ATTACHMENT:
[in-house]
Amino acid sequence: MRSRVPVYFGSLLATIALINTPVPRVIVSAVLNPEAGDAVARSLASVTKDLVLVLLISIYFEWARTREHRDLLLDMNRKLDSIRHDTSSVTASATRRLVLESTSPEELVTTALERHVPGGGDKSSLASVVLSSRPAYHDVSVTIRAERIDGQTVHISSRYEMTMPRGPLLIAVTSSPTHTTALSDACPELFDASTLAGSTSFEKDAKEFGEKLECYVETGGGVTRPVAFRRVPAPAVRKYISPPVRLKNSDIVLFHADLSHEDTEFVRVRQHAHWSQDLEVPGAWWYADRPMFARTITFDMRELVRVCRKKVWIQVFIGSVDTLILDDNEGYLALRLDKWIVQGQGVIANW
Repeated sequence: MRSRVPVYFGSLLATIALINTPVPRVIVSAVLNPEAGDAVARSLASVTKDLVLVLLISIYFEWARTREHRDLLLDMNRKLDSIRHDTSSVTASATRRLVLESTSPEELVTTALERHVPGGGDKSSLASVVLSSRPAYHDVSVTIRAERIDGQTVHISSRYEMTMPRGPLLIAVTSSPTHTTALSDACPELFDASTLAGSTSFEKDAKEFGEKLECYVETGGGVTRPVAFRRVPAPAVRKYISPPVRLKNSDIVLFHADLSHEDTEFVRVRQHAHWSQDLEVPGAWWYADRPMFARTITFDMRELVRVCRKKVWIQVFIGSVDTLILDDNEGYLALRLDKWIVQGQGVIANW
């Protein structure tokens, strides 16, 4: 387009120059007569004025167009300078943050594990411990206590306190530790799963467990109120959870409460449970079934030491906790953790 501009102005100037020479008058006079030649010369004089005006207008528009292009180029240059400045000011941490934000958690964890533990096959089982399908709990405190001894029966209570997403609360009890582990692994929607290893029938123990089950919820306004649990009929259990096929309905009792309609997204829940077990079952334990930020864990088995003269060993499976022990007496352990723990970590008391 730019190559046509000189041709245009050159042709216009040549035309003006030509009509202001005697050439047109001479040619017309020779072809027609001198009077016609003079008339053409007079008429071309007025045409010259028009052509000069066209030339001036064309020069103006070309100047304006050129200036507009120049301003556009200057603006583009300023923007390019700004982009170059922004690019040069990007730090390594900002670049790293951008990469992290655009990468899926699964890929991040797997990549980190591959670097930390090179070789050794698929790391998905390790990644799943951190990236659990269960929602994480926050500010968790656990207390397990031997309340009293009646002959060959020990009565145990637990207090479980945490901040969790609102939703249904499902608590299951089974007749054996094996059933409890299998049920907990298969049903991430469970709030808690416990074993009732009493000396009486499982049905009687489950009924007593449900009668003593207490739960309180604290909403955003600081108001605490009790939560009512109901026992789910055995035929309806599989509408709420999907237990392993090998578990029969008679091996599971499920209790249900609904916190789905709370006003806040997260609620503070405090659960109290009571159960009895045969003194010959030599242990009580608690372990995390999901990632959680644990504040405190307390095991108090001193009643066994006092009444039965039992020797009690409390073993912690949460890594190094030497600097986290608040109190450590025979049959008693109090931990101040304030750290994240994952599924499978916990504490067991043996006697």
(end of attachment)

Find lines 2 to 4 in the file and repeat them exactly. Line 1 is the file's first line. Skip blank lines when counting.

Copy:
Amino acid sequence: MRSRVPVYFGSLLATIALINTPVPRVIVSAVLNPEAGDAVARSLASVTKDLVLVLLISIYFEWARTREHRDLLLDMNRKLDSIRHDTSSVTASATRRLVLESTSPEELVTTALERHVPGGGDKSSLASVVLSSRPAYHDVSVTIRAERIDGQTVHISSRYEMTMPRGPLLIAVTSSPTHTTALSDACPELFDASTLAGSTSFEKDAKEFGEKLECYVETGGGVTRPVAFRRVPAPAVRKYISPPVRLKNSDIVLFHADLSHEDTEFVRVRQHAHWSQDLEVPGAWWYADRPMFARTITFDMRELVRVCRKKVWIQVFIGSVDTLILDDNEGYLALRLDKWIVQGQGVIANW
Repeated sequence: MRSRVPVYFGSLLATIALINTPVPRVIVSAVLNPEAGDAVARSLASVTKDLVLVLLISIYFEWARTREHRDLLLDMNRKLDSIRHDTSSVTASATRRLVLESTSPEELVTTALERHVPGGGDKSSLASVVLSSRPAYHDVSVTIRAERIDGQTVHISSRYEMTMPRGPLLIAVTSSPTHTTALSDACPELFDASTLAGSTSFEKDAKEFGEKLECYVETGGGVTRPVAFRRVPAPAVRKYISPPVRLKNSDIVLFHADLSHEDTEFVRVRQHAHWSQDLEVPGAWWYADRPMFARTITFDMRELVRVCRKKVWIQVFIGSVDTLILDDNEGYLALRLDKWIVQGQGVIANW
């Protein structure tokens, strides 16, 4: 387009120059007569004025167009300078943050594990411990206590306190530790799963467990109120959870409460449970079934030491906790953790 501009102005100037020479008058006079030649010369004089005006207008528009292009180029240059400045000011941490934000958690964890533990096959089982399908709990405190001894029966209570997403609360009890582990692994929607290893029938123990089950919820306004649990009929259990096929309905009792309609997204829940077990079952334990930020864990088995003269060993499976022990007496352990723990970590008391 730019190559046509000189041709245009050159042709216009040549035309003006030509009509202001005697050439047109001479040619017309020779072809027609001198009077016609003079008339053409007079008429071309007025045409010259028009052509000069066209030339001036064309020069103006070309100047304006050129200036507009120049301003556009200057603006583009300023923007390019700004982009170059922004690019040069990007730090390594900002670049790293951008990469992290655009990468899926699964890929991040797997990549980190591959670097930390090179070789050794698929790391998905390790990644799943951190990236659990269960929602994480926050500010968790656990207390397990031997309340009293009646002959060959020990009565145990637990207090479980945490901040969790609102939703249904499902608590299951089974007749054996094996059933409890299998049920907990298969049903991430469970709030808690416990074993009732009493000396009486499982049905009687489950009924007593449900009668003593207490739960309180604290909403955003600081108001605490009790939560009512109901026992789910055995035929309806599989509408709420999907237990392993090998578990029969008679091996599971499920209790249900609904916190789905709370006003806040997260609620503070405090659960109290009571159960009895045969003194010959030599242990009580608690372990995390999901990632959680644990504040405190307390095991108090001193009643066994006092009444039965039992020797009690409390073993912690949460890594190094030497600097986290608040109190450590025979049959008693109090931990101040304030750290994240994952599924499978916990504490067991043996006697």